For me there is more proof that having a life with God allows for a a longer and more enjoyable life. To me it seems Dawkin’s has to meet these standards by “commanding” people to “live life with a sense of joy and wonder”. I have not yet seen convincing evidence that the Humanist morality is anywhere near as established and effective as the Christian morality. Maybe that is why Humanists themselves appear to avoid this topic. So I continue to ask Atheists for a better way of life than what Christ taught us. But until then I hope I have provoked thought on this topic and I hope to write many more blogs after this.

Comments (2)

  1. edwardtbabinski 5 years ago

    You’re right! What could be a “better way of life” than…

    Slaughtering entire cities, men, women, pregnant women, babes and cattle, at the command of one’s divinely led leader. (Joshua)

    Killing everyone except the young females who have not known a man. (Moses)

    Reveling at the tales of all the holy punishments and slaughters perpetrated by one’s God.

    The God who groaned that his first human children have “become like us” then exiled them permanently from Eden (which is exactly how any loving father treats his children, exiling them after their first offense);

    Who drowned every living thing that had the breath of life in its nostrils;

    Who confused humanity’s tongues;

    Who made fire and brimstone rain down on cities;

    Who murdered the first born of Egypt;

    Who opened the ground so it swallowed a Jewish father, wife, daughters;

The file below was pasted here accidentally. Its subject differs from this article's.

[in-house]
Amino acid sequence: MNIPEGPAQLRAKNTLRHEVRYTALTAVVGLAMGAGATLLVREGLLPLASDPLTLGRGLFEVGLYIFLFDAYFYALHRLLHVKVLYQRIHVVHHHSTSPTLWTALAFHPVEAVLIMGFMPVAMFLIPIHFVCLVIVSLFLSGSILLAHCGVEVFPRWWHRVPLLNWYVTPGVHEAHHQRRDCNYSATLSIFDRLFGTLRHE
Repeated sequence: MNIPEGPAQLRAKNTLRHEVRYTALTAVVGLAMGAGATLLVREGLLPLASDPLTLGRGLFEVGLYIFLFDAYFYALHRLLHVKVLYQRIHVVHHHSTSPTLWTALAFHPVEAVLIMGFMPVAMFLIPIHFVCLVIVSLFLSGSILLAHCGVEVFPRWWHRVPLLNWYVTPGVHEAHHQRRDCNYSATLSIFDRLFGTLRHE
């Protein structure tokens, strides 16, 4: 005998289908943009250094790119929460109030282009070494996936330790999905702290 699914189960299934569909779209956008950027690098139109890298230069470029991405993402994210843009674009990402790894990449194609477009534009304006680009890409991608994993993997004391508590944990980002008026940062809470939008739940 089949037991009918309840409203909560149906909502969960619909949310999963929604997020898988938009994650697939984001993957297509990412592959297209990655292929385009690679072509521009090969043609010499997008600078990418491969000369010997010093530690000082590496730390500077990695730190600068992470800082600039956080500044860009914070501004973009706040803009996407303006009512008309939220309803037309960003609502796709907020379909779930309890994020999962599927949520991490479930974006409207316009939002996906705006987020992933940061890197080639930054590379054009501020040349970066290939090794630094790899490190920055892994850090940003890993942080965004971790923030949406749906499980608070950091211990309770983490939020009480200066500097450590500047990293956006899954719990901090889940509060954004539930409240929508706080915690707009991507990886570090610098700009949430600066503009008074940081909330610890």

Who sent snakes, plagues, famines and invaders to kill His chosen people;

    Who struck a married couple dead for lying about giving all they had to the church;

    Who “judged” Corinthian Christians by making “many” of them “ill” and murdered a few as well. “Many of you are ill and some of you have fallen asleep,” because God was “judging” them for how they were mishandling the Lord’s Supper celebrations.

    A God who all the while boasts (loves other to boast for and about Him, can’t get enough of that), and threatens/promises, the old carrot and stick routine.

    And who taught how important it was to stone to death anyone who tempted one to worship other gods.

    And who taught the importance of disciplining one’s children via the rod, even bruising their bodies, and not ceasing to strike them no matter how loudly they cried. And who taught that the penalty for cursing one’s parents or striking them back was death. Even Jesus cites that command as an example of the right of honor that belongs to parents. Here’s how Jesus was depicted speaking per the Gospel of Mark:

    Moses said, ‘Honor your father and mother,’ and, ‘Anyone who curses their father or mother is to be put to death.’ But you say that if anyone declares that what might have been used (i.e., money or other things) to help their father or mother is Corban (that is, devoted to God and given to the Temple priests instead of giving it to one’s parents who need it)—then you no longer let them do anything for their father or mother. Thus you nullify the word of God by your tradition that you have handed down.” Mark 7

    So, Jesus spoke not a word against “the tradition handed down” that capital punishment was a valid penalty for children who disobeyed their parents. (Calvin certainly took note, and when he had the chance, he advocated that disobedient children in Geneva ought to be put to death. One child in their teens was, while other children in Geneva were hung by their armpits from gallows to demonstrate that they deserved the death penalty for their disobedience. And a few Reformed Calvinists today also advocate that disobedient kids in their teens be put to death.)

    CONTRA THE WIL O’ THE WISP OF “OBJECTIVE BIBLICAL MORALITY” I think most people have enough sense to know that in general it’s better to be liked than hated, Many of us like being liked and hate being hated. Such a recognition preceded law codes.

    Other recognitions also preceded law codes, because it is a rare individual indeed who likes having his life or belongings taken from him at some other person’s whim.

    I bet such recognitions preceded the invention of the earliest codification of laws.